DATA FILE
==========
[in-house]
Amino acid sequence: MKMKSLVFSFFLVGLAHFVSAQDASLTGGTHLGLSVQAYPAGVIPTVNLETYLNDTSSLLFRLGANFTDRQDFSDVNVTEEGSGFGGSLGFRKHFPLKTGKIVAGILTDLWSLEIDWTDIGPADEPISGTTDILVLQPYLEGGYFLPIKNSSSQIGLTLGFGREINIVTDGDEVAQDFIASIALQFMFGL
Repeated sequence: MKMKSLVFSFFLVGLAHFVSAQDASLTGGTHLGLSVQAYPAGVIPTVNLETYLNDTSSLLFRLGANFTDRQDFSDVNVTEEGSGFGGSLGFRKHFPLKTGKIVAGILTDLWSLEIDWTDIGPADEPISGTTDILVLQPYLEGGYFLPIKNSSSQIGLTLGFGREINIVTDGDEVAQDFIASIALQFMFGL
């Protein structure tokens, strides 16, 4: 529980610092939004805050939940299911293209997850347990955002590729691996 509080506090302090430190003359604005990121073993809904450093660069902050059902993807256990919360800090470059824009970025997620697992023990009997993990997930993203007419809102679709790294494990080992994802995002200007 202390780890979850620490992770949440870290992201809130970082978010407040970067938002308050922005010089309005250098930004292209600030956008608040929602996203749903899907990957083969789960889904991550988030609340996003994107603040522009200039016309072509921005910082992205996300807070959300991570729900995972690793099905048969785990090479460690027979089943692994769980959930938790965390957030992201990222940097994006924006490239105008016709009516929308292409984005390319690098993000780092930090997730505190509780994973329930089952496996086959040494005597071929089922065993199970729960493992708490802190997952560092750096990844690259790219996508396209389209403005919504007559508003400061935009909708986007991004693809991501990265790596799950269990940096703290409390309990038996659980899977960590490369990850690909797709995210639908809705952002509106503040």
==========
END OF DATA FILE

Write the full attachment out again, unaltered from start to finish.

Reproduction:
[in-house]
Amino acid sequence: MKMKSLVFSFFLVGLAHFVSAQDASLTGGTHLGLSVQAYPAGVIPTVNLETYLNDTSSLLFRLGANFTDRQDFSDVNVTEEGSGFGGSLGFRKHFPLKTGKIVAGILTDLWSLEIDWTDIGPADEPISGTTDILVLQPYLEGGYFLPIKNSSSQIGLTLGFGREINIVTDGDEVAQDFIASIALQFMFGL
Repeated sequence: MKMKSLVFSFFLVGLAHFVSAQDASLTGGTHLGLSVQAYPAGVIPTVNLETYLNDTSSLLFRLGANFTDRQDFSDVNVTEEGSGFGGSLGFRKHFPLKTGKIVAGILTDLWSLEIDWTDIGPADEPISGTTDILVLQPYLEGGYFLPIKNSSSQIGLTLGFGREINIVTDGDEVAQDFIASIALQFMFGL
């Protein structure tokens, strides 16, 4: 529980610092939004805050939940299911293209997850347990955002590729691996 509080506090302090430190003359604005990121073993809904450093660069902050059902993807256990919360800090470059824009970025997620697992023990009997993990997930993203007419809102679709790294494990080992994802995002200007 202390780890979850620490992770949440870290992201809130970082978010407040970067938002308050922005010089309005250098930004292209600030956008608040929602996203749903899907990957083969789960889904991550988030609340996003994107603040522009200039016309072509921005910082992205996300807070959300991570729900995972690793099905048969785990090479460690027979089943692994769980959930938790965390957030992201990222940097994006924006490239105008016709009516929308292409984005390319690098993000780092930090997730505190509780994973329930089952496996086959040494005597071929089922065993199970729960493992708490802190997952560092750096990844690259790219996508396209389209403005919504007559508003400061935009909708986007991004693809991501990265790596799950269990940096703290409390309990038996659980899977960590490369990850690909797709995210639908809705952002509106503040």